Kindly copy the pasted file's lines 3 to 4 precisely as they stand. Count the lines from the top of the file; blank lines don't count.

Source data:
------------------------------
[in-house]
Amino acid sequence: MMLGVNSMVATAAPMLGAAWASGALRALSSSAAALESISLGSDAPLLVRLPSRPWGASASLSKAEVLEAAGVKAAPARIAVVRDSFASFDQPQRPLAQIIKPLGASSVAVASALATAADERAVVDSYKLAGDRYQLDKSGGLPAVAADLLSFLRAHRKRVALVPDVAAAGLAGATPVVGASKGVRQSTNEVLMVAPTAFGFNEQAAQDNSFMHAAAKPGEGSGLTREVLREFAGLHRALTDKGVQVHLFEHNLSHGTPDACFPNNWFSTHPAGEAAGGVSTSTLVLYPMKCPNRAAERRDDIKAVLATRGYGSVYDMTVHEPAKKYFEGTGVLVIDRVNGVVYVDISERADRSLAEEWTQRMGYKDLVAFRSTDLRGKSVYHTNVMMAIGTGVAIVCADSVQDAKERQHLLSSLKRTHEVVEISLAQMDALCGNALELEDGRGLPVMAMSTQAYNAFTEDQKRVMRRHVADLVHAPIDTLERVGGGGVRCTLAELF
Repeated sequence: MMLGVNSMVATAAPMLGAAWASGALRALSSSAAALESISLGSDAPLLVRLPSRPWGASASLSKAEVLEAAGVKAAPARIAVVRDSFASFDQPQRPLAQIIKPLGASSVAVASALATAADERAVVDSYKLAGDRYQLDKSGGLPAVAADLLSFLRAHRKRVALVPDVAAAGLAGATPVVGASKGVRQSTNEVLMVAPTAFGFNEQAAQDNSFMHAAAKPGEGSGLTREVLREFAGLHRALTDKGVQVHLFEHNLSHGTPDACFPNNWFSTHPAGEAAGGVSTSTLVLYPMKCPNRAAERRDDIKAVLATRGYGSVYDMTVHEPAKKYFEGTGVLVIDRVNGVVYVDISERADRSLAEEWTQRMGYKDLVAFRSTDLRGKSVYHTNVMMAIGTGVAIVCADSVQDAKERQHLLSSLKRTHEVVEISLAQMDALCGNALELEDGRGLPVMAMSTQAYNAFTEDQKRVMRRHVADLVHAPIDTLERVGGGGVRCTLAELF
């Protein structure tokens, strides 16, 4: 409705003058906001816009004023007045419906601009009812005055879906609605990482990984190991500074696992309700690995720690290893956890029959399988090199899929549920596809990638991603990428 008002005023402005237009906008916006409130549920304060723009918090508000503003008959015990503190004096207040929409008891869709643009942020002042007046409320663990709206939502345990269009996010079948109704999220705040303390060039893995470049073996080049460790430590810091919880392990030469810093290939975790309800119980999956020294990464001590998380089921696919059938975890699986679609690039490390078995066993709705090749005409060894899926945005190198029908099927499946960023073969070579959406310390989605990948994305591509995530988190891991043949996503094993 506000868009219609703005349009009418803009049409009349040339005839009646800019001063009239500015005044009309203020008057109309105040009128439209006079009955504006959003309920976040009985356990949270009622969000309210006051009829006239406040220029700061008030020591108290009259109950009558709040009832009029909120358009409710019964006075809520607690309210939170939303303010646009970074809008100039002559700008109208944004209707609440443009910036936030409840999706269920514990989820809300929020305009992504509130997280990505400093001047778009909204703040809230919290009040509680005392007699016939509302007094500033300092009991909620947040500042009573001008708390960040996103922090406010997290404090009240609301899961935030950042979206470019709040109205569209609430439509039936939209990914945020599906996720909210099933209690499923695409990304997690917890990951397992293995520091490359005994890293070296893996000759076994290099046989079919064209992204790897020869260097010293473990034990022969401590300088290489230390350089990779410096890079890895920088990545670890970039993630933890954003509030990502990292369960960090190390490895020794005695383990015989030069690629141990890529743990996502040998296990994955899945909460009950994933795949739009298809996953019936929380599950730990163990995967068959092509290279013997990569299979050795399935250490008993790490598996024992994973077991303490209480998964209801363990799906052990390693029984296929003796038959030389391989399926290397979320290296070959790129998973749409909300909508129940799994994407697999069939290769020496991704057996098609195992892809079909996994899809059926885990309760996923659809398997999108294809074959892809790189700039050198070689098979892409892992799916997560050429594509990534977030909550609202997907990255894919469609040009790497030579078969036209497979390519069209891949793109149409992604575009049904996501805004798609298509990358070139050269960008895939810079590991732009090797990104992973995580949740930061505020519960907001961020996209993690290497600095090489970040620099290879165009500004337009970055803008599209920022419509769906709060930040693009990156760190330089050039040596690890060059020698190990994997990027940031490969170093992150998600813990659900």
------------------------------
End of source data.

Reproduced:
Repeated sequence: MMLGVNSMVATAAPMLGAAWASGALRALSSSAAALESISLGSDAPLLVRLPSRPWGASASLSKAEVLEAAGVKAAPARIAVVRDSFASFDQPQRPLAQIIKPLGASSVAVASALATAADERAVVDSYKLAGDRYQLDKSGGLPAVAADLLSFLRAHRKRVALVPDVAAAGLAGATPVVGASKGVRQSTNEVLMVAPTAFGFNEQAAQDNSFMHAAAKPGEGSGLTREVLREFAGLHRALTDKGVQVHLFEHNLSHGTPDACFPNNWFSTHPAGEAAGGVSTSTLVLYPMKCPNRAAERRDDIKAVLATRGYGSVYDMTVHEPAKKYFEGTGVLVIDRVNGVVYVDISERADRSLAEEWTQRMGYKDLVAFRSTDLRGKSVYHTNVMMAIGTGVAIVCADSVQDAKERQHLLSSLKRTHEVVEISLAQMDALCGNALELEDGRGLPVMAMSTQAYNAFTEDQKRVMRRHVADLVHAPIDTLERVGGGGVRCTLAELF
């Protein structure tokens, strides 16, 4: 409705003058906001816009004023007045419906601009009812005055879906609605990482990984190991500074696992309700690995720690290893956890029959399988090199899929549920596809990638991603990428 008002005023402005237009906008916006409130549920304060723009918090508000503003008959015990503190004096207040929409008891869709643009942020002042007046409320663990709206939502345990269009996010079948109704999220705040303390060039893995470049073996080049460790430590810091919880392990030469810093290939975790309800119980999956020294990464001590998380089921696919059938975890699986679609690039490390078995066993709705090749005409060894899926945005190198029908099927499946960023073969070579959406310390989605990948994305591509995530988190891991043949996503094993 506000868009219609703005349009009418803009049409009349040339005839009646800019001063009239500015005044009309203020008057109309105040009128439209006079009955504006959003309920976040009985356990949270009622969000309210006051009829006239406040220029700061008030020591108290009259109950009558709040009832009029909120358009409710019964006075809520607690309210939170939303303010646009970074809008100039002559700008109208944004209707609440443009910036936030409840999706269920514990989820809300929020305009992504509130997280990505400093001047778009909204703040809230919290009040509680005392007699016939509302007094500033300092009991909620947040500042009573001008708390960040996103922090406010997290404090009240609301899961935030950042979206470019709040109205569209609430439509039936939209990914945020599906996720909210099933209690499923695409990304997690917890990951397992293995520091490359005994890293070296893996000759076994290099046989079919064209992204790897020869260097010293473990034990022969401590300088290489230390350089990779410096890079890895920088990545670890970039993630933890954003509030990502990292369960960090190390490895020794005695383990015989030069690629141990890529743990996502040998296990994955899945909460009950994933795949739009298809996953019936929380599950730990163990995967068959092509290279013997990569299979050795399935250490008993790490598996024992994973077991303490209480998964209801363990799906052990390693029984296929003796038959030389391989399926290397979320290296070959790129998973749409909300909508129940799994994407697999069939290769020496991704057996098609195992892809079909996994899809059926885990309760996923659809398997999108294809074959892809790189700039050198070689098979892409892992799916997560050429594509990534977030909550609202997907990255894919469609040009790497030579078969036209497979390519069209891949793109149409992604575009049904996501805004798609298509990358070139050269960008895939810079590991732009090797990104992973995580949740930061505020519960907001961020996209993690290497600095090489970040620099290879165009500004337009970055803008599209920022419509769906709060930040693009990156760190330089050039040596690890060059020698190990994997990027940031490969170093992150998600813990659900």